I glance to my fingers. In one hand: your palm. In the other, a fist full of bloody nails…
I lay your body in the streets.
The air smelt like a cheap scented candle, labeled Midnight Moon or Creature of the Night, though it wasn’t the product of commercial burning wicks, but rather the universe’s way of gloating its vulgar charm, a reminder that just as all else, even nature was faulty. You walk far enough into the woods, you find yourself eaten alive by flesh-licking bugs, knee high in deer shit, and tripping on embedded roots. But oh, it looks damn good from the brim.
I stuck my key in the door, contemplating hanging my dog from the leash as punishment for his late night barking. He licked my toes as I stepped inside, resolving me to let him live another hour. Cluck Cluck, baby. I’ll cook ya up like a chicken if you pull that shit again, I thought to tell him, leaning down to give him a big kiss on the nose. I rolled my suitcase to the bedroom, groaning at the prospect of digging to find my toothbrush.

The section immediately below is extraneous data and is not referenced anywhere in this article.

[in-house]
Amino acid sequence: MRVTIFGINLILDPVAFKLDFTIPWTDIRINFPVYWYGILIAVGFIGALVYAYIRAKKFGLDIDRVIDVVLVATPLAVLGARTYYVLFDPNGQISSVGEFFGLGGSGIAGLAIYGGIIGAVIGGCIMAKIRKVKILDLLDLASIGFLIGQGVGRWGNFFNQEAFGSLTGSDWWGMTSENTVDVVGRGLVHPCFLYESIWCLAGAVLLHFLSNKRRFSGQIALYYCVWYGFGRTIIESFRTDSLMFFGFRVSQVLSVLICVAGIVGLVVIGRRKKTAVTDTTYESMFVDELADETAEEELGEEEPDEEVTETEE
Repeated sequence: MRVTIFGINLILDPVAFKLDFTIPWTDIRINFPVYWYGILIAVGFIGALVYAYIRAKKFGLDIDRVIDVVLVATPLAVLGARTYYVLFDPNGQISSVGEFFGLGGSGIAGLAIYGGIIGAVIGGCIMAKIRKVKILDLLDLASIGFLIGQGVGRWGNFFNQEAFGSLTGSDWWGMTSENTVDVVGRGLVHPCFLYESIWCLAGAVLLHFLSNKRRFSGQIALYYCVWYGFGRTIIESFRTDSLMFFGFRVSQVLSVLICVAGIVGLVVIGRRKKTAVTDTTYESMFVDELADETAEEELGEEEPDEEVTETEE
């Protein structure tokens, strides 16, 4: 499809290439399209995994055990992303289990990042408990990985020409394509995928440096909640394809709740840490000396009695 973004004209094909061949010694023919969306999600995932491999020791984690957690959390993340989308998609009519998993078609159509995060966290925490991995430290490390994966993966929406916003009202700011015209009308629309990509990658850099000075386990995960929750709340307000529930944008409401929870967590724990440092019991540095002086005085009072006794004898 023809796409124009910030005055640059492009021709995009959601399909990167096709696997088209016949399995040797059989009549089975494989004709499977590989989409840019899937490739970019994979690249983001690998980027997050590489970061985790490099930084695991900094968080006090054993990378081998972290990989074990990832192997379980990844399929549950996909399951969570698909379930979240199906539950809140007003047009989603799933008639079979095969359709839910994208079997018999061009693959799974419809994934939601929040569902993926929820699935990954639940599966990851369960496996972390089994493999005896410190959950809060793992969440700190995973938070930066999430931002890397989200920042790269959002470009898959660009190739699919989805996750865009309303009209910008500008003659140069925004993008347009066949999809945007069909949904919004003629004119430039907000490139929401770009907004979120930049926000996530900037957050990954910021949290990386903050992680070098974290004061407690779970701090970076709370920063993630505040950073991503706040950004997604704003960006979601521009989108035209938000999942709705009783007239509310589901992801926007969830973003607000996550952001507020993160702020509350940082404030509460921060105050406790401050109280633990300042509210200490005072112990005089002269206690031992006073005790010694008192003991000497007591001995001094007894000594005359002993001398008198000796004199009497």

Joe had demanded we each say five good things before I left the apartment to go back home. I got to one. Lying there, feet sprawled high against the wall, I tried my hardest to think of something better than “I didn’t botch the coffee,” but nothing came. I’m so damn negative, I said, to which he didn’t reply, for there was nothing one could truly say. We sure knew how to throw a reunion… Trying helplessly to change the mood of things, I think to tell him of the morning I’d spent masturbating to the thought of him while away on vacation… But I don’t tell him this, because dependency upon one person, even in the sexual realm, is not a good cure for such feelings of loneliness.